What cheek! TV news coverage angers many Kashmiris

Updated on Jun 10, 2017 11:52 AM IST

Kashmiris are unhappy with how news from there is being covered by national television networks that often hold panel discussions resulting in a raucous arguments that they feel are “insensitive”.

A burqa-clad Kashmiri woman along with masked protesters shout pro-freedom slogans during a protest in Srinagar on June 9, 2017.(AP Photo)
A burqa-clad Kashmiri woman along with masked protesters shout pro-freedom slogans during a protest in Srinagar on June 9, 2017.(AP Photo)
Hindustan Times, Srinagar | By

Kashmir’s politicians, separatist leaders and civil society members pursue different agendas and are normally deeply divided. But currently, they agree on one thing: that most national television channels are harming the strife-torn Valley irreparably by their raucous news coverage and panel discussions.

Almost all of them were aghast when a retired army Major wondered aloud incredulously last week on a TV show why the cheeks of Kashmiris are red. The panelist went on to add that “half the time” Kashmir was under lock-down and yet there were no farmer suicides or malnutrition cases – moreover, the cheeks of people were “laal laal gulaabi”. “I want to understand where is the money coming from,” he said.

The remarks, which many Kashmiris felt were ‘insensitive’, came against the backdrop of a deepening mistrust between locals and TV channels.

Last month, chief minister Mehbooba Mufti had requested the national media “not to show discussions that spread hatred against people of Jammu and Kashmir in the country”. State education minister and senior leader of the People’s Democratic Party (PDP) Altaf Bukhari had also chipped into the growing chorus of disenchantment, saying the channels were not showing the “true picture” about Kashmir.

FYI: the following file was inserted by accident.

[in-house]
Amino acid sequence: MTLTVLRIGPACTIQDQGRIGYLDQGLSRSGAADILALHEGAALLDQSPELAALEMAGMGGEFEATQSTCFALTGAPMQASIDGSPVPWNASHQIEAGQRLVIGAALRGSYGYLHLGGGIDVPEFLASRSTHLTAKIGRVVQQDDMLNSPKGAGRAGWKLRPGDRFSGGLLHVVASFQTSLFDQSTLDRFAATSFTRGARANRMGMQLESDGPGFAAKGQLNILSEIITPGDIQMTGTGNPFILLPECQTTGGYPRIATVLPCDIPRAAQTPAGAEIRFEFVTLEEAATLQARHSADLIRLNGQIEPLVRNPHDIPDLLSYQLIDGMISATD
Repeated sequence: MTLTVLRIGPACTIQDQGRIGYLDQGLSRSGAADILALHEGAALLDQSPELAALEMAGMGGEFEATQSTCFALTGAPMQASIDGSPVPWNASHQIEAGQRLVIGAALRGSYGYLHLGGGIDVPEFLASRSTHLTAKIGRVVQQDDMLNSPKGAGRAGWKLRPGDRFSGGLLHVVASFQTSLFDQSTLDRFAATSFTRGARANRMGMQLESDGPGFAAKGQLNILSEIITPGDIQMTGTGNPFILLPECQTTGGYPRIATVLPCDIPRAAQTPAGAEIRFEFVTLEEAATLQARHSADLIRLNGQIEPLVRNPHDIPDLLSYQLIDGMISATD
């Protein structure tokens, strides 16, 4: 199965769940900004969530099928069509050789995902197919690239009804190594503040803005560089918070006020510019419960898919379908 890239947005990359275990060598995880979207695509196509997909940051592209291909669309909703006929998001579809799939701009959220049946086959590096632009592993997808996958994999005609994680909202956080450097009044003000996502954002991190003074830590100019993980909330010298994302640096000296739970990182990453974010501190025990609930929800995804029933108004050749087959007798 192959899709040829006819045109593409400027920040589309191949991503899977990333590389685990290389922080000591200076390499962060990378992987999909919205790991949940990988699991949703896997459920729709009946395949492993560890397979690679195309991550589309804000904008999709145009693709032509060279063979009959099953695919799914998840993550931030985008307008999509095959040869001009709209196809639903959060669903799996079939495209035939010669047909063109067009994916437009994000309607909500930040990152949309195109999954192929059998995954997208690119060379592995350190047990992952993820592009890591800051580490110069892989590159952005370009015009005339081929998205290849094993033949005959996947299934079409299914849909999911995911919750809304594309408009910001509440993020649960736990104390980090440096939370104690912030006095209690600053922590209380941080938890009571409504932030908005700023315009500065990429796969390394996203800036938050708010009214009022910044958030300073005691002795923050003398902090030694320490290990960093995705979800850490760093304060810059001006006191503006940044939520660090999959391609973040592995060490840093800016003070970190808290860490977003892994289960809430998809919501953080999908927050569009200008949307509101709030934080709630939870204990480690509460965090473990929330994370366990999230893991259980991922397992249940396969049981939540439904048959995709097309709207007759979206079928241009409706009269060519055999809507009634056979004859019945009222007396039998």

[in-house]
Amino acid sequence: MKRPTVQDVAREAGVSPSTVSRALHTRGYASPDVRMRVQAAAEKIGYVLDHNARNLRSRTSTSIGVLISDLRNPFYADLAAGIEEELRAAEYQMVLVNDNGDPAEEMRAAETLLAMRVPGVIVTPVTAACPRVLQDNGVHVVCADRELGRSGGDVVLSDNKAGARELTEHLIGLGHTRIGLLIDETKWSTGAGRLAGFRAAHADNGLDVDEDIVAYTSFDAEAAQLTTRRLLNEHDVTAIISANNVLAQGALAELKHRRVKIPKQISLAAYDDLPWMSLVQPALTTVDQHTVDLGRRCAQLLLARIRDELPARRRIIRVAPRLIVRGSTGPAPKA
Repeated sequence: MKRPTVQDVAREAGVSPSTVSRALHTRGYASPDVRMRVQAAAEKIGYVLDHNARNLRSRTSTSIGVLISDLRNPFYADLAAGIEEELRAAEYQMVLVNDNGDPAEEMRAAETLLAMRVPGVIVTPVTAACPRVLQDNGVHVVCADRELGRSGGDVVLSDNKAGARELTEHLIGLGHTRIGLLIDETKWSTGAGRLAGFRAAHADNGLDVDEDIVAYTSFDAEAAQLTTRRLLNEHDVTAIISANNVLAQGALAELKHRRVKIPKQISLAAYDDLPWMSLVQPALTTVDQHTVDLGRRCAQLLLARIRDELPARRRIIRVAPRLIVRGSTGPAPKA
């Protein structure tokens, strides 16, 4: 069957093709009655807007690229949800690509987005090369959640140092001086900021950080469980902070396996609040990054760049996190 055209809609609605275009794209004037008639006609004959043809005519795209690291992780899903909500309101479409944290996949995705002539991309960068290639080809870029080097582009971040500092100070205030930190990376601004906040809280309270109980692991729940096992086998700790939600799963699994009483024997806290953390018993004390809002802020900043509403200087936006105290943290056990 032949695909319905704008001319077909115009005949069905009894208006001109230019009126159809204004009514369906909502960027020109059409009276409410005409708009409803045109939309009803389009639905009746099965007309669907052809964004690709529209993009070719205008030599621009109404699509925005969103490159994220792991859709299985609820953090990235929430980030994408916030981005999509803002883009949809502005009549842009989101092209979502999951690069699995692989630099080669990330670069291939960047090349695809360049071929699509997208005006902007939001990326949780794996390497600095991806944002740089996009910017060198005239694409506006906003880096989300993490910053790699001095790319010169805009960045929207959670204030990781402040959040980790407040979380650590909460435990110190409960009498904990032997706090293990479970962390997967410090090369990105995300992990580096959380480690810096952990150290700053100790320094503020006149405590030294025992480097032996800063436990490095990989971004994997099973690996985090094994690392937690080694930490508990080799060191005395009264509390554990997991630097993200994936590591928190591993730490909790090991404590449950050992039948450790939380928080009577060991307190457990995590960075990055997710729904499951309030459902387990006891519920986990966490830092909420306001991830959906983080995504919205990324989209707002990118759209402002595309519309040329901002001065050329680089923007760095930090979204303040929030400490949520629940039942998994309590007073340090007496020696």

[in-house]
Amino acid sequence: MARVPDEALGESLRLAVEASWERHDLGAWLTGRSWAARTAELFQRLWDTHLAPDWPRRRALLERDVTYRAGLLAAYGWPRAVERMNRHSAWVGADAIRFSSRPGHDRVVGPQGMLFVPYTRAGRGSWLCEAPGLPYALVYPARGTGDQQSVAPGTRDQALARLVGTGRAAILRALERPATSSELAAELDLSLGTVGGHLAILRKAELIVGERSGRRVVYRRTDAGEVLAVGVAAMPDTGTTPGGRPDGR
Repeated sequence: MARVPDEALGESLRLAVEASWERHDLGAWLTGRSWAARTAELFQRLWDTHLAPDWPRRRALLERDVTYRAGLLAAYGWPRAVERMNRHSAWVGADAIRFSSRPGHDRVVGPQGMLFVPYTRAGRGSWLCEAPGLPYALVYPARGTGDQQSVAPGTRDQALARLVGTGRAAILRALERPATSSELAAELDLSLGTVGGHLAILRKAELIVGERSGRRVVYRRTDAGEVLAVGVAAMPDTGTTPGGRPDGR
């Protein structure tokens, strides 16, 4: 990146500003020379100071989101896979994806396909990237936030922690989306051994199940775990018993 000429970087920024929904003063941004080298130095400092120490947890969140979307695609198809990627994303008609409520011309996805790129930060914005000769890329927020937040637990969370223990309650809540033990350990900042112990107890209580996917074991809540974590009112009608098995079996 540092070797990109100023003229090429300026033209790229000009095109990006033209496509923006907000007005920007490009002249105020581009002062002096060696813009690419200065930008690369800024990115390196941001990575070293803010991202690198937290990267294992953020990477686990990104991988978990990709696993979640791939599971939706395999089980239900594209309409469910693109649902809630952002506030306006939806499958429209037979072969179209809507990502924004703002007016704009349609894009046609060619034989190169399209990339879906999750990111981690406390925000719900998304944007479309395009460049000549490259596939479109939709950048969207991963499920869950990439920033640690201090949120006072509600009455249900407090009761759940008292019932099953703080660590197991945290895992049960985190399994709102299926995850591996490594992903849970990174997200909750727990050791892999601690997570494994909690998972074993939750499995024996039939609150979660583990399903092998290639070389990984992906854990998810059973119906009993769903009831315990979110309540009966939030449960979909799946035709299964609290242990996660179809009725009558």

Naeem Akhtar, public works minister, went a step further, saying “uncouth anchors and illiterate panelists were spreading such hatred that even those Kashmiris who swear by their loyalty to India are feeling alienated”.

The grievances of Kashmiri leaders against television coverage have multiplied in recent times. The National Investigation Agency (NIA) raided houses of Kashmiri separatists last week, and soon after several channels named a prominent hotelier as one of those raided. A livid Mushtaq Chaya denied the reports, threatening legal action against the outlets for ‘defaming’ him.

Union minister Babul Supriyo also angered many when during a TV panel discussion he took exception to two Kashmiri panelists.

“I don’t like the way they are smiling. I would want to catch them by the nape and make them confess that they are Indians first… to say that we are Kashmiris from beginning to the end, I think for every Kashmiri like this who smiles such shamelessly on the television, there is one Major Gogoi there who is going to tie them in front of a jeep…” the minister said, referring to the army major who had controversially tied a Kashmiri to an army jeep last month as a human shield.

Also last month, separatist leader Yasin Malik lodged a complaint with the police against a TV reporter for “barging into his bedroom”. The reporter claimed that Malik assaulted her cameraman and damaged their mobile phones.

Secretary general of News Broadcasters Association Annie Joseph said she “would not like to comment” as she was “not aware of the issues Kashmiris are having with the channels”.

But, the bad blood has now spilled out in the open. Among other issues, a Kashmir shutdown and protest called by separatist leaders such as Syed Ali Geelani, Mirwaiz Umar Farooq and Yasin Malik on Friday was also “against the Indian electronic media’s propaganda war against the people of Kashmir and the prejudices and biases against Kashmiris being promoted by them”.

Speaking to HT, the Mirwaiz said that sections of Indian TV media have launched a viscous propaganda campaign to demonize and malign the people of Kashmir and to mislead the people of India by distorting and obfuscating the truth.

Even opposition National Conference spokesman Junaid Mattu is disillusioned with the TV coverage. Asked on Twitter why he had been missing from debates, he replied: “The ‘debates’ have lost whatever little element of sanity they had. Complete insanity now. Better to avoid them as much as possible.”

Sections within Kashmir’s business community are particularly annoyed with the coverage in the wake of the NIA raids. “Such false malicious and defamatory reporting by a section of electronic media is adding fuel to fire thereby subjugating the economy of Kashmir and complicating the already volatile situation,” the Kashmir Chamber of Commerce and Industry had said in a statement recently.

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